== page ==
Re: Defining Right and Wrong

From: Samantha Atkins (
Date: Sun Nov 24 2002 - 17:21:35 MST

Michael Roy Ames wrote:

>Dear Ben Goertzel (and SL4)
>You wrote:
>>Michael, as I see it, ethical/moral values cannot be tested
>>according to "how usefully they describe reality."
>>They are prescriptive rather than descriptive.
>There are two separate 'questions' here that can become confused if
>mixed. Firstly there is question if whether ethical/moral values can
>be tested against reality. Secondly there is the question as to
>whether they are prescriptive or descriptive.
>For the first... I am positing that moral Rightness is an *absolute*
>quality of the universe, therefore if you are correct in saying that
>ethical/moral values cannot be tested against reality, then my whole
>argument falls.
Testability is a separate issue from moral absoluteness. On what
grounds would you posit that Rightness is a universal absolute? This is
exceedingly arbitrary and inherently unprovable and of questionable meaning.

>Indeed, if you are correct, then *any* argument that
>suggests there is absolute right and wrong will fall, and all
>morality is arbitrary - merely a random side-effect of human social
False dichotomy.

> I suggest that any action taken by a sentience can be
>judged against this absolute value, by the sentience itself, viewed
>through a window of ver own intelligence and understanding of the
>situation. This implies that a variety of Rightness judgements made
>by any given set of independent sentients, starting off with
>differing 'windows', will gradually converge as intelligence and
>situational-knowledge increase. This 'convergence' is mentioned in
>Eliezer's work (peripherally) and I have been uncomfortable with the
>idea. However, if we are to create a self-enhancing machine that will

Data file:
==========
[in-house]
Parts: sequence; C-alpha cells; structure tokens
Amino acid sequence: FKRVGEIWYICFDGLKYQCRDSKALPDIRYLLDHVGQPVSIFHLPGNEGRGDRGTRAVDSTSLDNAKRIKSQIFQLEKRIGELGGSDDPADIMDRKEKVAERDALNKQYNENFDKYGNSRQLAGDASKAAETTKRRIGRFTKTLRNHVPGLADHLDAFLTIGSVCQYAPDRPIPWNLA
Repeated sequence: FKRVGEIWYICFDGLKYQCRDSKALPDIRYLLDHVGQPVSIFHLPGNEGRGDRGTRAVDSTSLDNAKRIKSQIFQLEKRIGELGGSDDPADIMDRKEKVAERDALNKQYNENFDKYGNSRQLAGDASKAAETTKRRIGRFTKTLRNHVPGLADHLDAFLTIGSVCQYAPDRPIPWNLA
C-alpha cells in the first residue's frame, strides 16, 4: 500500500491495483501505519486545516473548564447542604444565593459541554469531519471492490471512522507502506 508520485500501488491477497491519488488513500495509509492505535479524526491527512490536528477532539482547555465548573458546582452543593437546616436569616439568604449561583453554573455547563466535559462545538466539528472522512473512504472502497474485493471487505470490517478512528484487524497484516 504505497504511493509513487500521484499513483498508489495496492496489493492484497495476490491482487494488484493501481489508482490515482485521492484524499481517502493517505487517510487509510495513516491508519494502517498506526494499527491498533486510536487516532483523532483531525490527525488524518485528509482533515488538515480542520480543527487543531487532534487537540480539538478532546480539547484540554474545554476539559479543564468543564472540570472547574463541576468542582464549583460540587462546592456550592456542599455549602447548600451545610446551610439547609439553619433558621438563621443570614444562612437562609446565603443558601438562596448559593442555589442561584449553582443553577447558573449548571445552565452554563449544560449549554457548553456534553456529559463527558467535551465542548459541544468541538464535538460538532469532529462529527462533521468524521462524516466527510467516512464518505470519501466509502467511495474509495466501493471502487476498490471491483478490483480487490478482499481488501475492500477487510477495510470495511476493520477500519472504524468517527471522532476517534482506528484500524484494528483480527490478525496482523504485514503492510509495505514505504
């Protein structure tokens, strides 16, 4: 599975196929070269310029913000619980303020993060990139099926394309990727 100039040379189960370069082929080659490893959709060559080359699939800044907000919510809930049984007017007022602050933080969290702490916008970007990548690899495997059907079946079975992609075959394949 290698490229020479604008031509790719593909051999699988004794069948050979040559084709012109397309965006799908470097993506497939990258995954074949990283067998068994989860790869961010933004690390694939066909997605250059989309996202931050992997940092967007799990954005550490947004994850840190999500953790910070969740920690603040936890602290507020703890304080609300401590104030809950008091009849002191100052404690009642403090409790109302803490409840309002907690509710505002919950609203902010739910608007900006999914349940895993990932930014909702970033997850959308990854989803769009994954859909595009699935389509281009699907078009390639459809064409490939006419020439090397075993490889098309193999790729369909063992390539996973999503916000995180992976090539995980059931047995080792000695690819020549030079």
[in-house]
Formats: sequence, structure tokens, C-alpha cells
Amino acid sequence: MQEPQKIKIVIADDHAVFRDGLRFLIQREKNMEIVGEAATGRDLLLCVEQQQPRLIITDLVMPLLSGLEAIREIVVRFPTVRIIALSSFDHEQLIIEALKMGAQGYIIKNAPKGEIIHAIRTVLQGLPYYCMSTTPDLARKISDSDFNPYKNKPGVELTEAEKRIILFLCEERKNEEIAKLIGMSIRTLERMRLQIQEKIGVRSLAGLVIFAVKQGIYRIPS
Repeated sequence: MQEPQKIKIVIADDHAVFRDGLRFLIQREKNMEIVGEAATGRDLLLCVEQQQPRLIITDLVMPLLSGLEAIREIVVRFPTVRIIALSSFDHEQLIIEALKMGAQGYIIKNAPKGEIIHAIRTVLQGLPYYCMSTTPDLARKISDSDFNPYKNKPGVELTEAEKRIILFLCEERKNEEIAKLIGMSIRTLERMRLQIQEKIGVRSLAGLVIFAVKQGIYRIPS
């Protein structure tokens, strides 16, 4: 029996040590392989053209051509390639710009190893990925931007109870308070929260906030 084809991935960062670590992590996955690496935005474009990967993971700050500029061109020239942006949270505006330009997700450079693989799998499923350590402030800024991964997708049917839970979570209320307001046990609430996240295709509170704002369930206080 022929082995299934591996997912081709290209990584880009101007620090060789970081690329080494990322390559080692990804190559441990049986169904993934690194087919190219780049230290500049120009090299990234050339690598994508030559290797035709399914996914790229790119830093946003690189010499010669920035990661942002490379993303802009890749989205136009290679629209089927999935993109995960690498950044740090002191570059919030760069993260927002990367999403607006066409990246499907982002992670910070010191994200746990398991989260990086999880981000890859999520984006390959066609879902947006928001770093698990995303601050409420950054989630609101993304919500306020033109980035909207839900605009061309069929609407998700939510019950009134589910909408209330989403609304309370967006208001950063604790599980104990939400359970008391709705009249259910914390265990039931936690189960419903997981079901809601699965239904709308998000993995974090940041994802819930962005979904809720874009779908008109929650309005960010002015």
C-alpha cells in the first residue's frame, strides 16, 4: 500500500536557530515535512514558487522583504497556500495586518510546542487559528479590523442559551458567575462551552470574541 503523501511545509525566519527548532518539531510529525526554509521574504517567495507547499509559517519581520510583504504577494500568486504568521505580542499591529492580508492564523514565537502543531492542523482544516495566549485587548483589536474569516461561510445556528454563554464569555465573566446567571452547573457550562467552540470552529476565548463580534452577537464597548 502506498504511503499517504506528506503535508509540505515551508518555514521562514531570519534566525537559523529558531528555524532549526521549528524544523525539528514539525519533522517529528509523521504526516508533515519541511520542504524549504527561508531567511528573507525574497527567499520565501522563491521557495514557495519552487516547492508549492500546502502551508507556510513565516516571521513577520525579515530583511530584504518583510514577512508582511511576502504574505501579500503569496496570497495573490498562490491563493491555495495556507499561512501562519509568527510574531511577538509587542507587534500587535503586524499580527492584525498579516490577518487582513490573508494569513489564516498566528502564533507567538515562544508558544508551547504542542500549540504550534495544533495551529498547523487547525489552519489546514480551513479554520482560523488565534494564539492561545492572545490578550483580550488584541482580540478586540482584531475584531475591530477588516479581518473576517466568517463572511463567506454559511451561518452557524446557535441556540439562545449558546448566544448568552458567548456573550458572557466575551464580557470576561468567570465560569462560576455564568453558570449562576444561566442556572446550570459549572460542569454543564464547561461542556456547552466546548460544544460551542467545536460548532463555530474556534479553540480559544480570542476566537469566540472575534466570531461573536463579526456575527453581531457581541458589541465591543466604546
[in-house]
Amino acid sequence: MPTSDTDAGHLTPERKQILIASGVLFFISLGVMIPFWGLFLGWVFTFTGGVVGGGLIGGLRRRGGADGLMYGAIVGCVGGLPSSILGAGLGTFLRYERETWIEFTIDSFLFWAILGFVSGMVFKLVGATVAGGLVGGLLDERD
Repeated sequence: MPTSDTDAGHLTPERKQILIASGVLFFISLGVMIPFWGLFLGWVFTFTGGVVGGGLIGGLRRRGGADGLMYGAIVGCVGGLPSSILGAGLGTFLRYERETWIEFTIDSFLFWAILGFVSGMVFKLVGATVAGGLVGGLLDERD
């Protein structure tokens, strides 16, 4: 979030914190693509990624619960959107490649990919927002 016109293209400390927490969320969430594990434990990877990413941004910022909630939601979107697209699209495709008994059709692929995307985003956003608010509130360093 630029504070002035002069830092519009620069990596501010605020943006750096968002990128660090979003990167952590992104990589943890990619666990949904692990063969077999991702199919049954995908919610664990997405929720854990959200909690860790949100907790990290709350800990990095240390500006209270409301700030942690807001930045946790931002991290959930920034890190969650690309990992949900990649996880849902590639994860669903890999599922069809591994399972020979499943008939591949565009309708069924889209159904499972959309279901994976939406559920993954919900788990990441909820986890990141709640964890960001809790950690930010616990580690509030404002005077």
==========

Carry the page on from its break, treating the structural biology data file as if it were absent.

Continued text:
>outstrip us in every way, including ethical and moral values, then it
>simply due-diligence to attempt to understand in what direction it
>will develop *eventually*, and give it a good head-start in that
>direction. Thus: Friendly AI. The thing is, Friendly AI has to be
>Right... not just for us, but for whatever we might become in the
>future as well.
No. It does not require such absolute knowledge any more than we do to
make good ethical decisions.

>It has to be Right, not only for our biosphere, but
>for any other life we find in the universe also. Its a tall order, to
>*have* to be Right.
It is inherently impossible by this sort of definition. It is not at
all obvious that a brand-spanking new FAI has to be [R]ight for all
sentients for all time. I will be quite satisfied if it maximizes the
local intelligence quotient and insures room for us to survive and grow.
 That is quite sufficient for now. This having to be universally Right
is simply a formula for paralysis or worse.

>But there is no point shying away from the
>question... that won't help anyone. Sorry for the melodrama... but
>sometimes things have to be said - so they are not forgotten.
It is melodramatic and incorrect imho. There is no need to worry our
small little brains about such at this time nor to greatly worry the FAI
with it.

- samantha

This archive was generated by hypermail 2.1.5 : Wed Jul 17 2013 - 04:00:41 MDT